Karissa Schweizer Sets NCAA Record

What a year and a half it has been for Karissa Schweizer. Many wondered after her win at the 2016 NCAA Cross Country Championships whether she would continue her climb to the top, or if it was an exciting, but rare occurrence. She proved any naysayers wrong when she did the deathly double at the 2017 NCAA Indoor Track & Field Championships, where she won the 5000 meter race and came second in the 3000 meter race. She then came back during the outdoor season to be the victor of the 5000 meter race in Eugene. 

Schweizer's rise to success was slow and steady, with notable improvements each year as a member of the University of Missouri Tigers, after a great high school career at Dowling Catholic. This year, she has come back to make her mark once again with a huge improvement. After a tough loss at the 2017 NCAA Cross Country Championships, Schweizer held her head high and came back with a bang for the indoor season. This past weekend she competed at the 111th NYRR Millrose Games at the Armory in New York City. Competing against countless professional athletes, Schweizer solidified her spot in the elite running world with a 4th place finish and a NCAA record-breaking time of 8:41.60, just half a second behind the winner. She was lead by Olympians Aisha Praught-Leer of Jamaica and USA's Emma Coburn (8:41.16)-- who was also a World Champion last year-- and Dominique Scott of South Africa (8:41.18). Schweizer's 3000 meter PR prior to this weekend was 9:06.60, which she ran almost exactly a year ago at the Iowa State Classic.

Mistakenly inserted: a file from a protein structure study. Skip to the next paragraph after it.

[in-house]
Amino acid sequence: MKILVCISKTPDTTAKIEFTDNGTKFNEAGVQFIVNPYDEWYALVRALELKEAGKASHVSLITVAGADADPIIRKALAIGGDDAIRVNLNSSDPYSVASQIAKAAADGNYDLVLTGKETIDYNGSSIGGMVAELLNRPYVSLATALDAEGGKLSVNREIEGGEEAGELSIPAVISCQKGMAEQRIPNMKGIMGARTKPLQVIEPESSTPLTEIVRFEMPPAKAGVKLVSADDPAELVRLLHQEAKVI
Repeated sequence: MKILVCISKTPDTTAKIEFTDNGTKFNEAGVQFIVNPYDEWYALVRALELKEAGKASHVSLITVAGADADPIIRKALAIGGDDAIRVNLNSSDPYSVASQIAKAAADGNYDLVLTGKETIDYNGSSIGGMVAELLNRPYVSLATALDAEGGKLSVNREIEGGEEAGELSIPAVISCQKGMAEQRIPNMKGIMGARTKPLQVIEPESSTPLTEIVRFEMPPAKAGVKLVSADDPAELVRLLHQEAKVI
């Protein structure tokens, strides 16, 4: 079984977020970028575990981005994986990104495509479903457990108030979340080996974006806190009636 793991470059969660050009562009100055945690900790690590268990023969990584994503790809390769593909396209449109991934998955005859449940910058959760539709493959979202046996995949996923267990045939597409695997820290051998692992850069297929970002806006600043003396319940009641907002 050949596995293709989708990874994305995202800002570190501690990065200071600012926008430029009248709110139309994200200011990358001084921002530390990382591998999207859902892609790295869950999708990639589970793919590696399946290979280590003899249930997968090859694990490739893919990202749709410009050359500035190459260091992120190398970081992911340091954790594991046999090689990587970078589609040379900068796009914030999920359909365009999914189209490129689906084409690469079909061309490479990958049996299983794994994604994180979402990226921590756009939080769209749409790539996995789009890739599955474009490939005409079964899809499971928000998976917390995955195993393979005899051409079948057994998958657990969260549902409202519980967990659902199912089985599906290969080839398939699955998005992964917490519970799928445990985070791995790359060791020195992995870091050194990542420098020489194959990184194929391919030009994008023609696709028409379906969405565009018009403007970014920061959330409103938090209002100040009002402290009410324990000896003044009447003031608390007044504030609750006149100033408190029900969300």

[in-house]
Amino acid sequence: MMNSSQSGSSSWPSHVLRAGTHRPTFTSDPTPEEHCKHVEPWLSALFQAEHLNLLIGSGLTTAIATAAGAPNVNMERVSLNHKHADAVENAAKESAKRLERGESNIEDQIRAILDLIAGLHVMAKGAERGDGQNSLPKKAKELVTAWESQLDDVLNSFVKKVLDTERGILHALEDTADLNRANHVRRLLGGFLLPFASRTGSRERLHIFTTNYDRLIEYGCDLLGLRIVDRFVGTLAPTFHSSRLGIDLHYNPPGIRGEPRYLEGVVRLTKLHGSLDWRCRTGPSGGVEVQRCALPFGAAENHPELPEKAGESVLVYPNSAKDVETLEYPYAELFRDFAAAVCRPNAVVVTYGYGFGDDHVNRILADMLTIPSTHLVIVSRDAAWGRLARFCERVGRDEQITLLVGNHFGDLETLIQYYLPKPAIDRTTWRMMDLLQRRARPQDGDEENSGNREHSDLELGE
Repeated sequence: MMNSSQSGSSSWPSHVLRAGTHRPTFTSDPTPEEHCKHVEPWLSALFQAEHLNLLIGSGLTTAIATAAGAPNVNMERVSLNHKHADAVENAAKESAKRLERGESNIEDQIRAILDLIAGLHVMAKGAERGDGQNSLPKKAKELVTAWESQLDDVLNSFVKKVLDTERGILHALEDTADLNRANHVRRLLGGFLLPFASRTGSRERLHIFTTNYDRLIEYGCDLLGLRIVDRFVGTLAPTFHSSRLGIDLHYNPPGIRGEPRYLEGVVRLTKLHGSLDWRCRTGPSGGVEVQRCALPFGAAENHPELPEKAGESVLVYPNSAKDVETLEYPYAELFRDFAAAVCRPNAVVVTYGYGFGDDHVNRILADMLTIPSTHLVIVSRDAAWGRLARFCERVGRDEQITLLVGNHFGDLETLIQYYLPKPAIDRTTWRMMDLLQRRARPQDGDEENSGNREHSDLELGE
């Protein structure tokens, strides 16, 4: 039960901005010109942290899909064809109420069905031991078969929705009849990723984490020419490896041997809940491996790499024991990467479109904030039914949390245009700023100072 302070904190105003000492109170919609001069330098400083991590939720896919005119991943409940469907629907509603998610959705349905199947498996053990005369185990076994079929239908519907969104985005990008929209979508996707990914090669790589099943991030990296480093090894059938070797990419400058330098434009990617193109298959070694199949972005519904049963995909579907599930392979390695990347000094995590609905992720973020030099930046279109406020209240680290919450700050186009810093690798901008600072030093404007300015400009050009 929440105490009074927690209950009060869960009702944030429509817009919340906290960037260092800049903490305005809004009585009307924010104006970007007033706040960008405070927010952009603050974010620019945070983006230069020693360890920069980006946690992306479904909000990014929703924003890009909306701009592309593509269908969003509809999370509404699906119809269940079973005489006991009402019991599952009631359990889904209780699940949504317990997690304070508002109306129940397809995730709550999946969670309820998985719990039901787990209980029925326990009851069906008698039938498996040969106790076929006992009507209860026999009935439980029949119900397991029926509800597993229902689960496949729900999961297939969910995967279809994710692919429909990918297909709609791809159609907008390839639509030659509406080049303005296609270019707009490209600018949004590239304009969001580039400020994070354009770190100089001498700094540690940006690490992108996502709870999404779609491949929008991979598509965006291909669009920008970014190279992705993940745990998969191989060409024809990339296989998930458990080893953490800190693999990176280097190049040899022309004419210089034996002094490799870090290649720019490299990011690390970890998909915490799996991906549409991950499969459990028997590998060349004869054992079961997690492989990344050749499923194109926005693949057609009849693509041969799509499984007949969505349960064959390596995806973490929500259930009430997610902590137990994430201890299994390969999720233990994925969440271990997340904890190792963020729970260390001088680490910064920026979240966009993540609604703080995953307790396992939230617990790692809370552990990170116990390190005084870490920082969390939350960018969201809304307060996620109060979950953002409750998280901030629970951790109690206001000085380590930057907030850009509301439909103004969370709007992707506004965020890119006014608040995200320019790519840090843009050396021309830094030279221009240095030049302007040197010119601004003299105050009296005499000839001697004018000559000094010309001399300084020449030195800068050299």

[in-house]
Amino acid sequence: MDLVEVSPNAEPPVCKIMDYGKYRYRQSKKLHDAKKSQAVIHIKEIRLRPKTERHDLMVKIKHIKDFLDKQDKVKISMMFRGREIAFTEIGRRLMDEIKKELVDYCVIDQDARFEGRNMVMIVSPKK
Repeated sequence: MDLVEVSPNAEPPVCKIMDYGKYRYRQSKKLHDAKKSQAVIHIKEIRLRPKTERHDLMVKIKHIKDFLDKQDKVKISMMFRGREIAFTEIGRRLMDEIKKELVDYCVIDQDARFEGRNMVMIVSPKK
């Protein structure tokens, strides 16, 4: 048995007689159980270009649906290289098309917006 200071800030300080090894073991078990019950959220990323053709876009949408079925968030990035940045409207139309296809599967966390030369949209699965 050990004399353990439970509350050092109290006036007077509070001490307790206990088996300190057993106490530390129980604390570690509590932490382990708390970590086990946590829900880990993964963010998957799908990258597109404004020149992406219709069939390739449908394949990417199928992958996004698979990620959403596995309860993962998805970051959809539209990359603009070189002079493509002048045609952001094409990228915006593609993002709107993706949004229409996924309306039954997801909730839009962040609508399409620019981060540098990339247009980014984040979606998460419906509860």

Schweizer will most certainly be the favorite to win the NCAA Indoor 3000 next month, and can hope to defend her title in the 5000 as well if she decides to do the double once again. Beyond that, one can only guess where Schweizer will decide to take her running career, but we do know she is seeking out agents and will be on the minds of many great coaches in the US. Along with athletes like Shelby Houlihan and Jenny Simpson (Barringer), Schweizer will continue to add to the impressive history of female runners in the state of Iowa.